The effects of metal ion PCR inhibitors on results obtained with the Quantifiler® Human DNA Quantification Kit

Laura Gaydosh Combs, Joseph E. Warren, Vivian Huynh, Joanna Castaneda, Teresa D. Golden, Rhonda K. Roby

Research output: Contribution to journalArticle

13 Scopus citations

Abstract

Forensic DNA samples may include the presence of PCR inhibitors, even after extraction and purification. Studies have demonstrated that metal ions, co-purified at specific concentrations, inhibit DNA amplifications. Metal ions are endogenous to sample types, such as bone, and can be introduced from environmental sources. In order to examine the effect of metal ions as PCR inhibitors during quantitative real-time PCR, 2800 M DNA was treated with 0.0025-18.750 mM concentrations of aluminum, calcium, copper, iron, nickel, and lead. DNA samples, both untreated and metal-treated, were quantified using the Quantifiler® Human DNA Quantification Kit. Quantification cycle (Cq) values for the Quantifiler® Human DNA and internal PCR control (IPC) assays were measured and the estimated concentrations of human DNA were obtained. Comparisons were conducted between metal-treated and control DNA samples to determine the accuracy of the quantification estimates and to test the efficacy of the IPC inhibition detection. This kit is most resistant to the presence of calcium as compared to all metals tested; the maximum concentration tested does not affect the amplification of the IPC or quantification of the sample. This kit is most sensitive to the presence of aluminum; concentrations greater than 0.0750 mM negatively affected the quantification, although the IPC assay accurately assessed the presence of PCR inhibition. The Quantifiler® Human DNA Quantification Kit accurately quantifies human DNA in the presence of 0.5000 mM copper, iron, nickel, and lead; however, the IPC does not indicate the presence of PCR inhibition at this concentration of these metals. Unexpectedly, estimates of DNA quantity in samples treated with 18.750 mM copper yielded values in excess of the actual concentration of DNA in the samples; fluorescence spectroscopy experiments indicated this increase was not a direct interaction between the copper metal and 6-FAM dye used to label the probe that targets human DNA in the Quantifiler® kit. Evidence of inhibition was observed for the human-specific assay at a lower metal concentration than detected by the IPC, for all metals examined except calcium. These results strongly suggest that determination of a "true negative" sample should not be based solely on the failure of the IPC to indicate the presence of a PCR inhibitor and indicate that amplification of all samples should be attempted, regardless of the quantification results.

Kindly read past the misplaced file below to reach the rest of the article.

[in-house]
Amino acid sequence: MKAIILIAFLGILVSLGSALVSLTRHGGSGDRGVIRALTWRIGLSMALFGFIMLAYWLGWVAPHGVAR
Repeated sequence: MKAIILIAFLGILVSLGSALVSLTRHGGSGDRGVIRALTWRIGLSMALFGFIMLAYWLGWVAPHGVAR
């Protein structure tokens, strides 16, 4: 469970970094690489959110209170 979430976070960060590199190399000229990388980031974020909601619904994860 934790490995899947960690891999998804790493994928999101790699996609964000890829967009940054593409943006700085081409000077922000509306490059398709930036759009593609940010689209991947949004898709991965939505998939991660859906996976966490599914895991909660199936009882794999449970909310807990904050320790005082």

Original languageEnglish
Pages (from-to)180-189
Number of pages10
JournalForensic Science International: Genetics
Volume19
DOIs
StatePublished - 3 Aug 2015

Keywords

  • 6-Carboxyfluorescein
  • DNA quantification
  • Fluorescence spectroscopy
  • Metal ions
  • PCR inhibition

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